Recently, I took a listen to a virtual conference on where marketing is headed. The Future of Marketing event featured 60 marketing experts who each were given only one minute to speak about the most important trend they see in marketing. With TV fragmenting, Hulu, social media channels galore, where is it all heading?
Here are just a few of the predictions that came out of the event:
-- Weaving together a variety media into a cohesive campaign. Ford Explorer 2011 did this for its launch, which took place in eight cities and on Facebook. Scott Monty of Ford Motor, who writes The Social Media Marketing Blog, called it "using paid, earned and owned together." He reports: "By integrating our ad buy into our own content and into Facebook and using broadcast and PR, weaving it all together, we actually ended up with a one-day hit that got us greater exposure than a Super Bowl ad."
-- More testing. Anne Holland of WhichTestWon stressed the need for testing: "Research shows if you run A/B tests on an ecommerce site that hasn't been tested before, you'll increase sales by 20 to 25 percent."
-- Social search. Lee Odden of TopRank Marketing is focused on how customers are searching sites such as Facebook or Twitter, not just on Google. "If companies can make it part of the social experience," he says, "I think it'll serve as a true channel for social media [return on investment]."
-- Offering engaging content unrelated to your company. Michael Stelzner of Social Media Examiner says this strategy can win customers' trust. "Review other people's books and products. Interview the experts. Finally, recognize people who help you."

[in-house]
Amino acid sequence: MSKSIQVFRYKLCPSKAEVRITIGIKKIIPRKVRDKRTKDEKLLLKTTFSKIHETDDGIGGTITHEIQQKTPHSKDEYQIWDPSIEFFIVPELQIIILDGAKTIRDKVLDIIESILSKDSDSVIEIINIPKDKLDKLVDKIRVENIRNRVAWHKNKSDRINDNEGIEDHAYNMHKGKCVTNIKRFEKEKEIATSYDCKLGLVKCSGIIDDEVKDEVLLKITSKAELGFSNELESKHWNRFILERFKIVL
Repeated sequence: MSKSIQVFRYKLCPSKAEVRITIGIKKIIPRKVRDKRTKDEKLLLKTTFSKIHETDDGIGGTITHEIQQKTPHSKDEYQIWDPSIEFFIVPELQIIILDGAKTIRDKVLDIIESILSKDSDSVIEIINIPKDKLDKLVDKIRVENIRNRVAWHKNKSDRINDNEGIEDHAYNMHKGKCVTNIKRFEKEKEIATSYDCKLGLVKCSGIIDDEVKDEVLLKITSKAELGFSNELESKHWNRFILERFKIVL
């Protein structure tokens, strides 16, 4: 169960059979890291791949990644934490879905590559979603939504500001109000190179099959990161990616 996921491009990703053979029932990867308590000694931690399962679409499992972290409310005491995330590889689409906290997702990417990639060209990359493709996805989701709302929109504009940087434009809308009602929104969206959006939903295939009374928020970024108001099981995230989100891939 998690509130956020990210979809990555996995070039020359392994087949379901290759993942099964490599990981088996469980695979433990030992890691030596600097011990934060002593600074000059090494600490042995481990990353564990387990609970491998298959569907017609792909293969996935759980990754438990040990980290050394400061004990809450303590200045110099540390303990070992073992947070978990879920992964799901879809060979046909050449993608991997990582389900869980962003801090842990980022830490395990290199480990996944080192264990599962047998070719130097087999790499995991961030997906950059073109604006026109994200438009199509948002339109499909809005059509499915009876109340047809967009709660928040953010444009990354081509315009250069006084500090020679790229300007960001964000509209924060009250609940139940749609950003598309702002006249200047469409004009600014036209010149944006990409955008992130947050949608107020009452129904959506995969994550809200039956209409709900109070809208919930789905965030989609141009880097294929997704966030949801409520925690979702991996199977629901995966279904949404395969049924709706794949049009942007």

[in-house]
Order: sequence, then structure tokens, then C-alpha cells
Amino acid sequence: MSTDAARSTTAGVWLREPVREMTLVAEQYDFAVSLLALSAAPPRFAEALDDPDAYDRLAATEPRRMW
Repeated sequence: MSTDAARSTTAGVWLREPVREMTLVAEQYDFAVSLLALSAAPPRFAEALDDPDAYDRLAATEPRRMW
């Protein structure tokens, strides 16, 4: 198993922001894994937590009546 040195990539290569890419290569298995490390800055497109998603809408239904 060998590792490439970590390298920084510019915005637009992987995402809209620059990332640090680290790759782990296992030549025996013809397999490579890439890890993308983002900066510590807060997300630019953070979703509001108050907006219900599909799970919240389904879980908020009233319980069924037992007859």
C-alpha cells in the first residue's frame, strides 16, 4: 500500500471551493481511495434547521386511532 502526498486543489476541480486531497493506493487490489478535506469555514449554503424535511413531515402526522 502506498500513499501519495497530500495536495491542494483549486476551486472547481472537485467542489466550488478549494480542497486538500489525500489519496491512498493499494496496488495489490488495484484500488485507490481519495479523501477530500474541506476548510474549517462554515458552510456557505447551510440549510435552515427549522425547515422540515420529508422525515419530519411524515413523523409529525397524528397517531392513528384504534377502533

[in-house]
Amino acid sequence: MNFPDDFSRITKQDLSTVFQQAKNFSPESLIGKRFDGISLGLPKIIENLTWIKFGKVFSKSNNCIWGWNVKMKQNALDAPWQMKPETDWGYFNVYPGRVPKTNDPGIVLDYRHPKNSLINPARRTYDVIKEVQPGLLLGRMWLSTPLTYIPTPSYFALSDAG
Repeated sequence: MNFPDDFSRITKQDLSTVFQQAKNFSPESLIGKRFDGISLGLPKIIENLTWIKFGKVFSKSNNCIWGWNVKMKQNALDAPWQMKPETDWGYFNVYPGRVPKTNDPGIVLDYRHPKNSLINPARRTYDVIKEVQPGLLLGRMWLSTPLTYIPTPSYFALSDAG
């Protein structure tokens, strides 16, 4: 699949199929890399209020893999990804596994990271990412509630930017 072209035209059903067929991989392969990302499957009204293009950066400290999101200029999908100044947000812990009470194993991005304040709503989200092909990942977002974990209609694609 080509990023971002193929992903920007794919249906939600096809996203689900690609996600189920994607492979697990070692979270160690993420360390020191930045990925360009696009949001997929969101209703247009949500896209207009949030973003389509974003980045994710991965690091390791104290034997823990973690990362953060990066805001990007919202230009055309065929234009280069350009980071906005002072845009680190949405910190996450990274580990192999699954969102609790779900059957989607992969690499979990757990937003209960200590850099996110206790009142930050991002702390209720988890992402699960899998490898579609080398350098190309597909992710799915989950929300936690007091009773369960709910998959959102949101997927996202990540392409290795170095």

Ann Handley of MarketingProfs was on a similar wavelength: "Good content shares or solves. It doesn't shill. In other words, it doesn't hawk your wares or push out sales messages. It creates value by positioning you as a remarkable and valuable source of vendor-agnostic information."
-- Targeting influencers. Laurel Touby of MediaBistro offered this tip: There's a tool to find the most influential customers in your database -- known as "supernodes" -- called Flowtown. "You might want to try Flowtown for your next email campaign and hone in on those influencer customers."
-- More blogger outreach. Chris Abraham of Abraham Harrison says "reaching out to bloggers and getting earned media mentions is much easier than you think. Find everybody you can remotely think of who is a viable candidate in their writing and their readership and reach out to all of them."
-- More targeted tactics. Guy Kawasaki, founder of alltop.com and author of the new book Enchantment says to think about how to promote new products: "Web site versus Facebook fan page. I vote for Facebook fan page these days."
What's the future of your company's marketing? Leave a comment and tell us what you plan to change in 2011 in how your company reaches customers.